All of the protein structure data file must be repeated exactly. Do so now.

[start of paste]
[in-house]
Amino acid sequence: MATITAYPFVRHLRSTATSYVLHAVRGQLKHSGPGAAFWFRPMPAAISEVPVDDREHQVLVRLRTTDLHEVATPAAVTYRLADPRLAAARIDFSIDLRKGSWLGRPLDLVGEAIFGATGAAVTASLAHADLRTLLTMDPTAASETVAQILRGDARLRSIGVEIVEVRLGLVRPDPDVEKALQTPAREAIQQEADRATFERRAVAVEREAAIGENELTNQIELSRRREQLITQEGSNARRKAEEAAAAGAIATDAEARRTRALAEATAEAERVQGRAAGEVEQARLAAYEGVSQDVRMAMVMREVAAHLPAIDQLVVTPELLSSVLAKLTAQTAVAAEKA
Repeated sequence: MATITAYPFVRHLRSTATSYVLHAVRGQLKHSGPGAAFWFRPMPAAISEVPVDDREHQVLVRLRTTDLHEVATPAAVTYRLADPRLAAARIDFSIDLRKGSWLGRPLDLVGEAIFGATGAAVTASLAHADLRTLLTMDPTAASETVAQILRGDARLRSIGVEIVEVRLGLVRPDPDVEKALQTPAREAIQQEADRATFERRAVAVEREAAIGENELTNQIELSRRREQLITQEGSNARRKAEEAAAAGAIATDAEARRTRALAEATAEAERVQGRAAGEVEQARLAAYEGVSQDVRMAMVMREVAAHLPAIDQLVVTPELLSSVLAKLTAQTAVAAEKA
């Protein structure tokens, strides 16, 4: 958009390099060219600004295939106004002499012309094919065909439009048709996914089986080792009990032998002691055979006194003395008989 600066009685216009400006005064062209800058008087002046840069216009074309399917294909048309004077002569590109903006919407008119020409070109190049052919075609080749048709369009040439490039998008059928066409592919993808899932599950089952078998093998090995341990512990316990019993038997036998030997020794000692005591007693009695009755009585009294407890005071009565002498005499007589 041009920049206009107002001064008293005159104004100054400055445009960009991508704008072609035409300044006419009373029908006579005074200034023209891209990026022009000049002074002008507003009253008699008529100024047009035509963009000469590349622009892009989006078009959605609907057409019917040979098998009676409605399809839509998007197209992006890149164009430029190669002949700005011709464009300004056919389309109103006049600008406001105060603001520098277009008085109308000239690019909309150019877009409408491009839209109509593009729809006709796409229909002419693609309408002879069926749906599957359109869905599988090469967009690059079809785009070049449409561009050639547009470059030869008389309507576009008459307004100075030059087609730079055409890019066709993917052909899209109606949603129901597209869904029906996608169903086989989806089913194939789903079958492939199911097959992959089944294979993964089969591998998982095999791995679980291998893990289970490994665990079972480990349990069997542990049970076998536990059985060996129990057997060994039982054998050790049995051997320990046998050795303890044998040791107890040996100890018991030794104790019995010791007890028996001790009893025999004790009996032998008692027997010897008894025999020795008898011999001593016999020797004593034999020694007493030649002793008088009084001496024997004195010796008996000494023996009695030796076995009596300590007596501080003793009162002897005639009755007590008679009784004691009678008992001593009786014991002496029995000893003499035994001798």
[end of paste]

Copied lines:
[in-house]
Amino acid sequence: MATITAYPFVRHLRSTATSYVLHAVRGQLKHSGPGAAFWFRPMPAAISEVPVDDREHQVLVRLRTTDLHEVATPAAVTYRLADPRLAAARIDFSIDLRKGSWLGRPLDLVGEAIFGATGAAVTASLAHADLRTLLTMDPTAASETVAQILRGDARLRSIGVEIVEVRLGLVRPDPDVEKALQTPAREAIQQEADRATFERRAVAVEREAAIGENELTNQIELSRRREQLITQEGSNARRKAEEAAAAGAIATDAEARRTRALAEATAEAERVQGRAAGEVEQARLAAYEGVSQDVRMAMVMREVAAHLPAIDQLVVTPELLSSVLAKLTAQTAVAAEKA
Repeated sequence: MATITAYPFVRHLRSTATSYVLHAVRGQLKHSGPGAAFWFRPMPAAISEVPVDDREHQVLVRLRTTDLHEVATPAAVTYRLADPRLAAARIDFSIDLRKGSWLGRPLDLVGEAIFGATGAAVTASLAHADLRTLLTMDPTAASETVAQILRGDARLRSIGVEIVEVRLGLVRPDPDVEKALQTPAREAIQQEADRATFERRAVAVEREAAIGENELTNQIELSRRREQLITQEGSNARRKAEEAAAAGAIATDAEARRTRALAEATAEAERVQGRAAGEVEQARLAAYEGVSQDVRMAMVMREVAAHLPAIDQLVVTPELLSSVLAKLTAQTAVAAEKA
């Protein structure tokens, strides 16, 4: 958009390099060219600004295939106004002499012309094919065909439009048709996914089986080792009990032998002691055979006194003395008989 600066009685216009400006005064062209800058008087002046840069216009074309399917294909048309004077002569590109903006919407008119020409070109190049052919075609080749048709369009040439490039998008059928066409592919993808899932599950089952078998093998090995341990512990316990019993038997036998030997020794000692005591007693009695009755009585009294407890005071009565002498005499007589 041009920049206009107002001064008293005159104004100054400055445009960009991508704008072609035409300044006419009373029908006579005074200034023209891209990026022009000049002074002008507003009253008699008529100024047009035509963009000469590349622009892009989006078009959605609907057409019917040979098998009676409605399809839509998007197209992006890149164009430029190669002949700005011709464009300004056919389309109103006049600008406001105060603001520098277009008085109308000239690019909309150019877009409408491009839209109509593009729809006709796409229909002419693609309408002879069926749906599957359109869905599988090469967009690059079809785009070049449409561009050639547009470059030869008389309507576009008459307004100075030059087609730079055409890019066709993917052909899209109606949603129901597209869904029906996608169903086989989806089913194939789903079958492939199911097959992959089944294979993964089969591998998982095999791995679980291998893990289970490994665990079972480990349990069997542990049970076998536990059985060996129990057997060994039982054998050790049995051997320990046998050795303890044998040791107890040996100890018991030794104790019995010791007890028996001790009893025999004790009996032998008692027997010897008894025999020795008898011999001593016999020797004593034999020694007493030649002793008088009084001496024997004195010796008996000494023996009695030796076995009596300590007596501080003793009162002897005639009755007590008679009784004691009678008992001593009786014991002496029995000893003499035994001798």